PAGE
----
Sometimes facts don’t line up with the truth.
This may sound like a word game, but bear with me. What I mean is this: How a person feels at a given moment is a fact. The person — be it an employee, shareholder, your child or your spouse — indeed feels a certain way, but the truth about the circumstance in that moment may be far different than how he or she feels about it. The truth may differ greatly from what is currently visible or being experienced. The surface level facts and deeper truths are connected, but often in conflict with one another.
The distracting subjective fact of what is happening right in front of us regularly conflicts with the quiet objective view of what is actually true.
In other words, things ain’t quite what they seem. A quote attributed to Mark Twain goes something like this: “It ain’t what you don’t know that gets you into trouble. It’s what you know for sure that just ain’t so.”
Why, you are probably asking, is this important for a leader of a business? Our worlds shrink down to what is happening right in front of us, and we lose sight of what the right and best thing to do is.
Let me give you an example. On a normal weekday, you roll into the office and immediately start fighting fires. These may typically be part of executing the daily output goals of your organization, such as orders being shipped on time, production issues, or perhaps quality issues. Often these fires revolve around the drama and trauma of the people we work with on the team. The urgency of these events keep us busy. They also keep us distracted from the broader and deeper needs of the organization, such as accountability, macro process, attracting great employees, or investing in culture. The momentary needs of the organization are brash and demand our attention. They are noisy and busy and consuming.
It’s a fact that the order needs to go out by noon. It’s a fact that line three on the plant floor is down again, and you need to get out there and wade into what happened and make sure someone fixes it. It’s a fact that the shift manager is stirring up drama with his crew on second shift because of the chip on his shoulder due to being overlooked for a first shift position. These events are all facts and need dealt with. It’s a fact that these things are urgent and pressing and stressful, and, because of the heat of the moment, they grab your attention. They feel very important. But perhaps these events are simply urgent.
There is a big difference between urgent and important. We get very distracted by the urgent because of how it feels at the moment.
However, truths that are important routinely do not feel urgent, but are truths, nonetheless. For example, the broader and more objective truth is the need for the boss to focus on the fundamental operations of the organization. That is important. The urgent fact remains that the order is late, but the important deeper truth is this: the organization needs a simpler, stronger, smarter, written process which the plant can follow to get orders out on time. This is the real solution to the first crisis.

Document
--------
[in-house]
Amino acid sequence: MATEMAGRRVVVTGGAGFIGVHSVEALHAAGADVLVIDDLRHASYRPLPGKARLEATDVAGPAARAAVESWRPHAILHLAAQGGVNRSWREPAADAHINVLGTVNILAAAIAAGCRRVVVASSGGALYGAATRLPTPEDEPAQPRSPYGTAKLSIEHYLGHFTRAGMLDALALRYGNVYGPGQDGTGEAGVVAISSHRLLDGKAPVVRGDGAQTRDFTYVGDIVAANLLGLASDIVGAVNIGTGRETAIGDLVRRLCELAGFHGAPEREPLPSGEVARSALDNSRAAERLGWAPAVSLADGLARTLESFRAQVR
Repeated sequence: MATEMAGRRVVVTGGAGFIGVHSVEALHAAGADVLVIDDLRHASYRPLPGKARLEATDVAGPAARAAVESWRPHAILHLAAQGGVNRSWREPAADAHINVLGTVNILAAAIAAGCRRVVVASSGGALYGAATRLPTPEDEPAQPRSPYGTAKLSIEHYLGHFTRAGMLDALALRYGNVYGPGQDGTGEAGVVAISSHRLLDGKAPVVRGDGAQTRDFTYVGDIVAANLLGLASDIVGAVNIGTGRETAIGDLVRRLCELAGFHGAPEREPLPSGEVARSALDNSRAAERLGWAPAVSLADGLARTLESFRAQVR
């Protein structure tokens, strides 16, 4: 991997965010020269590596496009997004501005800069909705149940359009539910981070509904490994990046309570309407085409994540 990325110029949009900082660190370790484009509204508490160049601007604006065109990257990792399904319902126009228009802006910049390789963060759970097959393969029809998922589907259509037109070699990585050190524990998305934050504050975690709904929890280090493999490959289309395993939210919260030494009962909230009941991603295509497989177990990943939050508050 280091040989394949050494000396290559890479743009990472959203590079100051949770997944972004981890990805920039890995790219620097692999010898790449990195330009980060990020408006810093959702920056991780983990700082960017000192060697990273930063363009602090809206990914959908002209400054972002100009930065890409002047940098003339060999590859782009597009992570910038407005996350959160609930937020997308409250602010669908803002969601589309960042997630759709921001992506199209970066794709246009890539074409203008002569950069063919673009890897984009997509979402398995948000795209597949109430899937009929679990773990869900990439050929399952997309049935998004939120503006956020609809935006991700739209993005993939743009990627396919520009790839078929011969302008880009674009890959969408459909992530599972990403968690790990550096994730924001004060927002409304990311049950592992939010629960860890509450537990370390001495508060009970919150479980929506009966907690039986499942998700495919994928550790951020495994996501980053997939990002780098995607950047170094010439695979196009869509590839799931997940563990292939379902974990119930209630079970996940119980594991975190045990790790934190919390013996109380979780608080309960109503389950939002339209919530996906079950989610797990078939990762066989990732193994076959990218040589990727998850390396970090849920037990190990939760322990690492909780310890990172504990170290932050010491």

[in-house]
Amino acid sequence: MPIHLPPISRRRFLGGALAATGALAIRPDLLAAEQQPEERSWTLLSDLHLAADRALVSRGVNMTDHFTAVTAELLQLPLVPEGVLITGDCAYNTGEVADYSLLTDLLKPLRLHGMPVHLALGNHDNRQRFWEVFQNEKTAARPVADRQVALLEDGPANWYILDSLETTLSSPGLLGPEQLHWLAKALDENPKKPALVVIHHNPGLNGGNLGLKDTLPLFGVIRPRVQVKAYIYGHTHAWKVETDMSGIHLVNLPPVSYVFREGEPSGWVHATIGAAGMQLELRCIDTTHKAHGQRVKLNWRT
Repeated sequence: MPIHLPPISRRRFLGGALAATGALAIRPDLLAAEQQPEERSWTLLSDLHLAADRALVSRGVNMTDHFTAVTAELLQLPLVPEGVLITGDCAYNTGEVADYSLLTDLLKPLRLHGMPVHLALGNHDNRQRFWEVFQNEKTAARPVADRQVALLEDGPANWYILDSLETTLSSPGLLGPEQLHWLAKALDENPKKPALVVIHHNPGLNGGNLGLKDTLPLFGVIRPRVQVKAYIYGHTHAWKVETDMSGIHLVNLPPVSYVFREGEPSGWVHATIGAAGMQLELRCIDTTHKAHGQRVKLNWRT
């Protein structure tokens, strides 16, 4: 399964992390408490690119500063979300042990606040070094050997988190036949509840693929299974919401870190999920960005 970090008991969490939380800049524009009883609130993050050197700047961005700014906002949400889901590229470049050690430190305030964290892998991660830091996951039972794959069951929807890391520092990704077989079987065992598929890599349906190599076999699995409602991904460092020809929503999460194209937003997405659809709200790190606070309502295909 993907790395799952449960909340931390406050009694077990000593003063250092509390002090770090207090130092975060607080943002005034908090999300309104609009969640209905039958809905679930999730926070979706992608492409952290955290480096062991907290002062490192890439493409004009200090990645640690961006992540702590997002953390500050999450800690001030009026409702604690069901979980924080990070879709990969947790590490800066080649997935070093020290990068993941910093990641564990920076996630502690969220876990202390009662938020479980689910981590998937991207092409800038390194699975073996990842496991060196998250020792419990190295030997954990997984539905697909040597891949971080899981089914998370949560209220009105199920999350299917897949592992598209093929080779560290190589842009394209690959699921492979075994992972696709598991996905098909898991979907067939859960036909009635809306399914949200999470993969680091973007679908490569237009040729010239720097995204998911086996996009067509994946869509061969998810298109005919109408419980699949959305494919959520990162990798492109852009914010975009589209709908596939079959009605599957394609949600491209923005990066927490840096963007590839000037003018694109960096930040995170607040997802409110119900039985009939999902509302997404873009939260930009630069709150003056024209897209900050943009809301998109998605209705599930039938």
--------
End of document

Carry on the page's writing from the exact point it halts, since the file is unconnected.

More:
The deeper truth about production-line three on the factory floor is that perhaps you have neglected the training regimen for your maintenance crew, or perhaps you have been procrastinating on finding a great maintenance manager. And as for the second shift manager, perhaps you haven’t spent enough one on one time with him to determine his own professional goals and abilities, and how they may line up with the company vision and trajectory. Or perhaps ( I find both of these situations frequently) you haven’t released this manager to the market place because you don’t have a better person to replace him. I’m thinking of the Pearl Jam song “can’t find a better man.” The more important activity you should be engaged in is a robust recruiting strategy.
The truth is that the company’s macro processes are broken. You can continue to spend your days trying to put out each fire only to see a new fire erupt somewhere else, or you can fix the flaws in the process, which are causing the fires in the first place. You can’t do both at the same time, but they are intimately connected. The one is a symptom, and the other is a root. Not to overstate the obvious, but solving symptoms is an exercise in frustration because the issue continues to happen over and over. Solving roots can be hard work and expensive in the short term. But the long-term payoff far exceeds the cost, as opposed to the monumental waste of resources expended treating symptoms.
In order to have an effective and meaningful organization, you as the leader need to shift your attention from the short term facts to the long term truths.
© 2023 Mark Whitmore